Designing compliant wellness programs, that both encourage healthy employee lifestyles and comply with various laws, continues to be a challenge for employers looking for ways to cultivate a healthy workforce and potentially reduce the rising cost of healthcare. With a constant flow of new and sometimes conflicting regulations, employers and plan sponsors continue to grapple with how to align their wellness programs with the requirements of the Health Insurance Portability and Accountability Act (HIPAA), the Americans with Disabilities Act (ADA), and the Genetic Information Nondiscrimination Act (GINA). These laws each have their own set of legal rules for acceptable wellness program design, which are not always consistent with one another. In addition, state laws and other federal laws may also apply.
Both the ADA and GINA require that certain wellness programs are “voluntary”, with different rules under each law as to how a plan must meet this standard. Both laws, however, allow companies to ask some health related questions and conduct certain medical exams, such as biometric screenings, as part of a voluntary wellness program. The Equal Employment Opportunity Commission (EEOC) recently issued final rules on these standards that went into effect in January 2017 and added further compliance complexity to an area that is already heavily regulated. To assist with understanding the implications of the EEOC’s final rules related to the ADA, GINA and wellness programs, Conner Strong & Buckelew published an Update: New EEOC Rules - Implications for Wellness Programs.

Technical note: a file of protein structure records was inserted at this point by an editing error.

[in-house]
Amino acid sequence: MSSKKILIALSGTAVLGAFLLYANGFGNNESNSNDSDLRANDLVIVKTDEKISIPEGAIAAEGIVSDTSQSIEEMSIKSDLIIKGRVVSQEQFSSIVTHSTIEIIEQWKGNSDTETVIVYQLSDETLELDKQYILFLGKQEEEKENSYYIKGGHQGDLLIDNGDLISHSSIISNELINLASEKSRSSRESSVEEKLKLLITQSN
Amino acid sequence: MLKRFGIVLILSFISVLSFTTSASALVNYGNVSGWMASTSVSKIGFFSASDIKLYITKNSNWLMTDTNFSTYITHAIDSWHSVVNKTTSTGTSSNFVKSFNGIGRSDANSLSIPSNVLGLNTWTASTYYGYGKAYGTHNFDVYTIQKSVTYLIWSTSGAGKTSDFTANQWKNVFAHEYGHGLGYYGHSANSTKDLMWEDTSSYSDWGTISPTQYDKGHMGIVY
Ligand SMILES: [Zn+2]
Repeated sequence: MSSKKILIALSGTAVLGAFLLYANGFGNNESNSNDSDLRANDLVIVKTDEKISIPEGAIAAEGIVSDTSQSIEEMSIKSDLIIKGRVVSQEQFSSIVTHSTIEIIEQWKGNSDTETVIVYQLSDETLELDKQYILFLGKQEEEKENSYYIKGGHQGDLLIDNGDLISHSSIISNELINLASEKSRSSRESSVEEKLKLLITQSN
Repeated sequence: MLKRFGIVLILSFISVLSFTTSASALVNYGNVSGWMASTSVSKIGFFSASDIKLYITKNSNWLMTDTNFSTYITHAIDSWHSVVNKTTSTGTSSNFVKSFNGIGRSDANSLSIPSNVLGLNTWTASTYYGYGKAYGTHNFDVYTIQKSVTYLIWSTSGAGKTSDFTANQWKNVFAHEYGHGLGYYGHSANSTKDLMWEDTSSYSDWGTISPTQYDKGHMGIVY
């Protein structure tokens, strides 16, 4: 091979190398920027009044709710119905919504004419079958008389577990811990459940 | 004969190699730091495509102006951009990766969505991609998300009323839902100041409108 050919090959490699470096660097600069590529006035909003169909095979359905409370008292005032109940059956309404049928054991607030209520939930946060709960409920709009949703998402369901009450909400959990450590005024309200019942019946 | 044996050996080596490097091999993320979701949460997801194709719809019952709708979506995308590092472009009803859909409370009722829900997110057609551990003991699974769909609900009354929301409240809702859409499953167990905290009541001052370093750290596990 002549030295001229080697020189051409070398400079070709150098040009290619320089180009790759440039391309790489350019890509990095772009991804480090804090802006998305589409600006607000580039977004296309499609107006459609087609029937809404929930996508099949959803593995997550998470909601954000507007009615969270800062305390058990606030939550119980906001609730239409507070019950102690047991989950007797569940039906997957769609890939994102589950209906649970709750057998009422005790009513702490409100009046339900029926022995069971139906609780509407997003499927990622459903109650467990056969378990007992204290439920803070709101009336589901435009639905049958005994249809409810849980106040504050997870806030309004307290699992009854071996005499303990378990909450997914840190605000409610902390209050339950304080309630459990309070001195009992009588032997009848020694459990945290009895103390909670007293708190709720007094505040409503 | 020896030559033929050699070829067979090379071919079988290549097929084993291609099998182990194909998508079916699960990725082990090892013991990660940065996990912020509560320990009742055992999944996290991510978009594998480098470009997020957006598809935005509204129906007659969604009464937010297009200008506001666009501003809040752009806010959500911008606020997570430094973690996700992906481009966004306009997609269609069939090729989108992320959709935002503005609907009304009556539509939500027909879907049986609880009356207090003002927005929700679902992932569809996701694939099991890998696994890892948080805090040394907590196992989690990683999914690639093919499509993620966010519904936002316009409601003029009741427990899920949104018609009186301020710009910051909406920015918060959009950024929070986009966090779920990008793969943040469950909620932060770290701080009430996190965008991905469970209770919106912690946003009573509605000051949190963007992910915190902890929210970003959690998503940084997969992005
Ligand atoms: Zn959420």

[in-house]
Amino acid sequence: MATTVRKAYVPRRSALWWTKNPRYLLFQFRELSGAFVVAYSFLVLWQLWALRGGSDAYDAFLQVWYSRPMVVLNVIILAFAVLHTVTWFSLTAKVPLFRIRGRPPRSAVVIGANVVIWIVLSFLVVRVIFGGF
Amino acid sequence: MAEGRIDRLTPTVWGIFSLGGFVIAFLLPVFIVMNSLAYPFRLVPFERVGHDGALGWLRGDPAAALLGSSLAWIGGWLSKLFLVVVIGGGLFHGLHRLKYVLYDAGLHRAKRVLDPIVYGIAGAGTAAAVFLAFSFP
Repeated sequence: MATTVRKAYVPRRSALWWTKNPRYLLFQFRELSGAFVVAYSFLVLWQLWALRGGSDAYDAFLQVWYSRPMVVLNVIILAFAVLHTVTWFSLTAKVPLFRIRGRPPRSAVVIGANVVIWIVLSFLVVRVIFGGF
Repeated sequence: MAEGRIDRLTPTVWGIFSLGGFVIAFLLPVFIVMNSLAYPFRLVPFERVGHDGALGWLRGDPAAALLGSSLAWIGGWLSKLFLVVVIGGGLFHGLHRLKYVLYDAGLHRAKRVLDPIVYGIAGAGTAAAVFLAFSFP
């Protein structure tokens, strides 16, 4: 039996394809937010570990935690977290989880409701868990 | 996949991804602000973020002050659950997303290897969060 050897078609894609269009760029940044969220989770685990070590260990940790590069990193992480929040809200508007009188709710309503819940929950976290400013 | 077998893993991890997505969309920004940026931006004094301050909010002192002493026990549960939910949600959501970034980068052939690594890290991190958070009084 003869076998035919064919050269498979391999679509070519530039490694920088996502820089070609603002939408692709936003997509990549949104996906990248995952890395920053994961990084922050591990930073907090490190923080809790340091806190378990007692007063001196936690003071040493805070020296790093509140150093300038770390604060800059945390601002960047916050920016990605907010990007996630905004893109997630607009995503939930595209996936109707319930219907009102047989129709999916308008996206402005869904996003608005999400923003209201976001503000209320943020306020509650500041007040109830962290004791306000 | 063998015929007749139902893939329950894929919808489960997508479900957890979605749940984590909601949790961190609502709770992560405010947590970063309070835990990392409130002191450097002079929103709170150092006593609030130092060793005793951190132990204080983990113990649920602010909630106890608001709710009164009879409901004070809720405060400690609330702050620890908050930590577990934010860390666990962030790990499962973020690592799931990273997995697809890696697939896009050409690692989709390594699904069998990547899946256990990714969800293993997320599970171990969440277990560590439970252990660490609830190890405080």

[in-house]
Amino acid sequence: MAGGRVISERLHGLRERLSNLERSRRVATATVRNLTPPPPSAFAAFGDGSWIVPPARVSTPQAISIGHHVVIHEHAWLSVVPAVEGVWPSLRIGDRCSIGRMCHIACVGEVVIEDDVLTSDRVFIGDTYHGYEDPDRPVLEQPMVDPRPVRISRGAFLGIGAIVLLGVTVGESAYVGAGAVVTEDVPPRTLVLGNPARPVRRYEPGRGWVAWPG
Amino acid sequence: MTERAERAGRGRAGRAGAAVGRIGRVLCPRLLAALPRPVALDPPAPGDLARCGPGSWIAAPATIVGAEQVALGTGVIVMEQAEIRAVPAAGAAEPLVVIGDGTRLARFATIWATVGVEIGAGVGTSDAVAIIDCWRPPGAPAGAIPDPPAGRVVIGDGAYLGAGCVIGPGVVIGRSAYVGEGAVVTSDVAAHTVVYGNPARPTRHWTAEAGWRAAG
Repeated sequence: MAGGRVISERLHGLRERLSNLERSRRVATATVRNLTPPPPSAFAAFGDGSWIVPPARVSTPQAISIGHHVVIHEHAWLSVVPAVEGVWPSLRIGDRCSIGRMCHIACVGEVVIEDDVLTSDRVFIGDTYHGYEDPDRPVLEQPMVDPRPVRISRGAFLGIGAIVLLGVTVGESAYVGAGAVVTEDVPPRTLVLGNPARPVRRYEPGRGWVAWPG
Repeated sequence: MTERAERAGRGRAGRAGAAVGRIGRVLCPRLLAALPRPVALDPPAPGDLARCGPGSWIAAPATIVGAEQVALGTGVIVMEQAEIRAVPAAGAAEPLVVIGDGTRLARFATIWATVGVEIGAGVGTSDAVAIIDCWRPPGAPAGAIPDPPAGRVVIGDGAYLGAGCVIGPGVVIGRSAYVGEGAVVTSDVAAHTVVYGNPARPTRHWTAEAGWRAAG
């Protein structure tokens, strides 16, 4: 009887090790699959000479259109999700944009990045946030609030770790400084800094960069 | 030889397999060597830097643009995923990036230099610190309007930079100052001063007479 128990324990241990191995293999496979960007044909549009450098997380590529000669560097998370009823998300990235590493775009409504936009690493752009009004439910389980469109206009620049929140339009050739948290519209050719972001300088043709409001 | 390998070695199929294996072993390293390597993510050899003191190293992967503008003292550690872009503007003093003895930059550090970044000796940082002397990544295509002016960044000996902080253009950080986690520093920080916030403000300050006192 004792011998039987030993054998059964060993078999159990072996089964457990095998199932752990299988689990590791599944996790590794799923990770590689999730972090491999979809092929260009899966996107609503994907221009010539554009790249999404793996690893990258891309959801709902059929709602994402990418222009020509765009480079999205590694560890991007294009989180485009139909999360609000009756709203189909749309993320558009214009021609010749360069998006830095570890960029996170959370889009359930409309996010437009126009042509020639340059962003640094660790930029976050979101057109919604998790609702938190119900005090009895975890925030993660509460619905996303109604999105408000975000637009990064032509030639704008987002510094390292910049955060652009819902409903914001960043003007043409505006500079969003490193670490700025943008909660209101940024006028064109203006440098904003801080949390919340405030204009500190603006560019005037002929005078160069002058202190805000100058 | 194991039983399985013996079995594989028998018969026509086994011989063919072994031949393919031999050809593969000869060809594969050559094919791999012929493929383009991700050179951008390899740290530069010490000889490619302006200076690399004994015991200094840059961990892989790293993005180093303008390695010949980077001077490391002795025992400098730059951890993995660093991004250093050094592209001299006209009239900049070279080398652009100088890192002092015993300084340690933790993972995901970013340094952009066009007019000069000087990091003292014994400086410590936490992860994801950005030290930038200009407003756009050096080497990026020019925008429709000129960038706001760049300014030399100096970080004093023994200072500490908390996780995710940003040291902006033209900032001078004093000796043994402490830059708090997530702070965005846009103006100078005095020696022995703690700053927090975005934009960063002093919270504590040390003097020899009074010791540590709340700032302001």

The EEOC continues to work with stakeholders to clarify its interpretation of the wellness program rules. See EEOC webcast on the new rules. Additionally, case law in the wellness area continues and given the lack of consistency in recent court decisions, continued litigation is likely which could impact wellness program design and strategy. It remains to be seen if the EEOC will be taking a different approach to litigation and enforcement under the Trump administration compared to that of the prior administration. The new regulations are now final, so any significant changes to the wellness rules will almost certainly require changes to regulations or the law itself which can take months, if not over a year. For now, plan sponsors should continue to monitor this situation pending further developments, which we believe should be forthcoming.
Employers and plan sponsors are encouraged to seek counsel of trusted advisors when planning and implementing their wellness programs and have any wellness incentive plans and related participation requirements examined by counsel to ensure appropriate adherence to the laws and regulations. We will continue to provide alerts and updates for employers and plan sponsors as new information is issued on these important topics. In the meantime, should you have questions about this or any aspect of federal health insurance reform, contact your Conner Strong & Buckelew account representative toll free at 1-877-861-3220. For a complete list of Legislative Updates issued by Conner Strong & Buckelew, visit our online Resource Center.